I have some concerns about Grande Ronde Hospital. This is a community hospital not private. Local people worked hard to raise money to get this hospital started.
When did the administrator, Jim Mattes, become president and CEO? Who appointed him? Is it true that he has been paid salary and perks of over $1 million in the past five years? Who elects the board of directors and who are they? Why has there never been a profit and loss statement published?
There is concern that 25 beds are not enough to serve a county of 25,000. Is this why so many of our ill are sent to Portland, Boise, Pendleton, Hermiston and even Baker City?
Then there's the ambulance and the money spent to house the EMTs and ambulance, only to have the hospital turn it over to the city, which is doing a good job with it.
On average the city ambulance answers five calls a day. The city appears to make a profit from this service. The hospital closed the transitional care unit. The space just sits there unused. The hospital spent a great deal of money for the birthing center. But does it show a profit? We talk about doctors leaving; how many obstetricians do we have in practice in Union County? How many pregnant women have gone out of La Grande to give birth?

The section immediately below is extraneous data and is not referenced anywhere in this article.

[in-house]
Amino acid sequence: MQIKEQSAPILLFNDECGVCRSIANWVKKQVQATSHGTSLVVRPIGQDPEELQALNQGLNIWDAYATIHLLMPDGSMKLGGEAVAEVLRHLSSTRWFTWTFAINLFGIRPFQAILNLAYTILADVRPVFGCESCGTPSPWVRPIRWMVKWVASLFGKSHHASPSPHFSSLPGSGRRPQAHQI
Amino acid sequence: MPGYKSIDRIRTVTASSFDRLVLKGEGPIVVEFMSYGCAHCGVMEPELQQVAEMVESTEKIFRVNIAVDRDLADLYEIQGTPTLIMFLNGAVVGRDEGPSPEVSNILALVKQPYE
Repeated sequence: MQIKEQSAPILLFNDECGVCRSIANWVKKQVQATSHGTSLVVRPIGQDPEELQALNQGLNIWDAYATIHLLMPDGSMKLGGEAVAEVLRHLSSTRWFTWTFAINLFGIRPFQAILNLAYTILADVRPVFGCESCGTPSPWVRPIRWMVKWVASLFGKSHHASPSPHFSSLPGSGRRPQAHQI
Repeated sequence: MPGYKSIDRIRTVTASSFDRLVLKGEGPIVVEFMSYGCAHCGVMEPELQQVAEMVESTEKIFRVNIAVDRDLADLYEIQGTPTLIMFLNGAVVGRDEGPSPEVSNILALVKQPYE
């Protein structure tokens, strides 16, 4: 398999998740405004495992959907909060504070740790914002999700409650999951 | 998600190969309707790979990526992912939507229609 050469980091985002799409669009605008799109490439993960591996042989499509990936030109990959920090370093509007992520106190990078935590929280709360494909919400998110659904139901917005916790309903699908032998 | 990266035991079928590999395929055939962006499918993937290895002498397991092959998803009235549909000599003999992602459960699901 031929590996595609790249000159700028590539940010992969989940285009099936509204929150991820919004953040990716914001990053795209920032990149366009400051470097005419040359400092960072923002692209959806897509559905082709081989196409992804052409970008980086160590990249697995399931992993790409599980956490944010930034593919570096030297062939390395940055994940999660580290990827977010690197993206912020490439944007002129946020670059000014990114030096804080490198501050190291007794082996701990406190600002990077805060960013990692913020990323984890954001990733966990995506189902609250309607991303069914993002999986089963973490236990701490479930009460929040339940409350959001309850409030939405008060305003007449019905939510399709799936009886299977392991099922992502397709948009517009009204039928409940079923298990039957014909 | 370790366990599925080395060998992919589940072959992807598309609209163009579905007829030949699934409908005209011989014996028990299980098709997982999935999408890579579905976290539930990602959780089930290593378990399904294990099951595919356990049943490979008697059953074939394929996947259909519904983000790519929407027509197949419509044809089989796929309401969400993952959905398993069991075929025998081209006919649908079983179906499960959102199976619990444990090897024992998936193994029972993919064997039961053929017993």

Who audits the books? Is it done yearly? Are the directors given full information? It appears that the hospital is not doing a very good job in serving the health needs of Union County.
The time has come for a citizens committee to be formed to oversee our community-owned hospital. Union County needs an open community hospital to serve the needs when illnesses strikes.
More fitting memorial
To the Editor:
I certainly agree with Molly Cook that we should honor the memory of Margaret Hassan and strive to ensure that her humanitarian efforts are not forgotten.
However, I think she misses the mark if she blames our leaders for Hassan's death. U.S. actions in the Middle East were precipitated by the unprovoked murder of 3,000 American Citizens on Sept. 11, 2001.
If we reward Margaret Hassan's murderers by pulling out of Iraq as her terrorist murderers want, she will have died in vain. This would also condemn millions to live under the ruthless yoke of the terrorists and guarantee the death of many more Margaret Hassans.
I suggest that a more fitting memorial would be for coalition and Iraqi freedom fighters to adopt the rallying cry "Remember Hassan!'' as they dispatch the cowardly, misguided murderers to the hell they deserve.
Gerald J. Perren
Veteran feels honored
To the Editor:
How honored I was this Veterans' Day to be remembered and honored by the Island City Elementary School students, faculty and staff.
The bugler playing "Taps" brought tears to my eyes, and the children just really put their hearts into the songs of the services which I was able to sing along to also.
We veterans were also honored again this year by Imbler School faculty, staff and students with a delicious breakfast and later a program in the school gym. I was given a small flag by each of four very young students and a rock yes a rock with our flag painted on it, treasures I will keep and add to those I received at Imbler last year.
Thank you to staff, faculty and students of both schools for honoring us veterans. I felt deeply honored.
And of course the veterans' organizations and all who participated in the Veterans' Day parade. I thank you.